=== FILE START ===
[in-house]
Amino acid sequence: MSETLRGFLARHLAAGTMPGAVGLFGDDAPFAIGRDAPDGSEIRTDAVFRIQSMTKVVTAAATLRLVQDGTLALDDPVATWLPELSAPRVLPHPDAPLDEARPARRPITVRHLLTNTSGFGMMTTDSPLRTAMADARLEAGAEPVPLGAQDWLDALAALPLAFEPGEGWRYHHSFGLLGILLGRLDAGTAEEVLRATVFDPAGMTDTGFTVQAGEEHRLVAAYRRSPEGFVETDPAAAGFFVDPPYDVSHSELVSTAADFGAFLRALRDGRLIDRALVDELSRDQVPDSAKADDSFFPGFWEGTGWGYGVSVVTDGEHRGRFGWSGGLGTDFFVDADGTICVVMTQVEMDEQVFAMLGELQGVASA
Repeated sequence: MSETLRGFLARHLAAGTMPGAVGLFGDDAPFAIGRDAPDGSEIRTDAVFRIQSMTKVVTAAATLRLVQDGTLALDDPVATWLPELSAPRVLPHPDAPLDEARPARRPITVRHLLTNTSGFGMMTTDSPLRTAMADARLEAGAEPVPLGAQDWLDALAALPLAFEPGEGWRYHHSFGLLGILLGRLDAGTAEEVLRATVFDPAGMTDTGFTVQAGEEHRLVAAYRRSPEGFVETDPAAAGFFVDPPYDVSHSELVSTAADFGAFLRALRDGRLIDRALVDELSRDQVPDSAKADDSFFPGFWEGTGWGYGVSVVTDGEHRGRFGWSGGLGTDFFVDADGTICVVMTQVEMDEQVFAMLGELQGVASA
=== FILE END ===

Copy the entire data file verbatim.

[in-house]
Amino acid sequence: MSETLRGFLARHLAAGTMPGAVGLFGDDAPFAIGRDAPDGSEIRTDAVFRIQSMTKVVTAAATLRLVQDGTLALDDPVATWLPELSAPRVLPHPDAPLDEARPARRPITVRHLLTNTSGFGMMTTDSPLRTAMADARLEAGAEPVPLGAQDWLDALAALPLAFEPGEGWRYHHSFGLLGILLGRLDAGTAEEVLRATVFDPAGMTDTGFTVQAGEEHRLVAAYRRSPEGFVETDPAAAGFFVDPPYDVSHSELVSTAADFGAFLRALRDGRLIDRALVDELSRDQVPDSAKADDSFFPGFWEGTGWGYGVSVVTDGEHRGRFGWSGGLGTDFFVDADGTICVVMTQVEMDEQVFAMLGELQGVASA
Repeated sequence: MSETLRGFLARHLAAGTMPGAVGLFGDDAPFAIGRDAPDGSEIRTDAVFRIQSMTKVVTAAATLRLVQDGTLALDDPVATWLPELSAPRVLPHPDAPLDEARPARRPITVRHLLTNTSGFGMMTTDSPLRTAMADARLEAGAEPVPLGAQDWLDALAALPLAFEPGEGWRYHHSFGLLGILLGRLDAGTAEEVLRATVFDPAGMTDTGFTVQAGEEHRLVAAYRRSPEGFVETDPAAAGFFVDPPYDVSHSELVSTAADFGAFLRALRDGRLIDRALVDELSRDQVPDSAKADDSFFPGFWEGTGWGYGVSVVTDGEHRGRFGWSGGLGTDFFVDADGTICVVMTQVEMDEQVFAMLGELQGVASA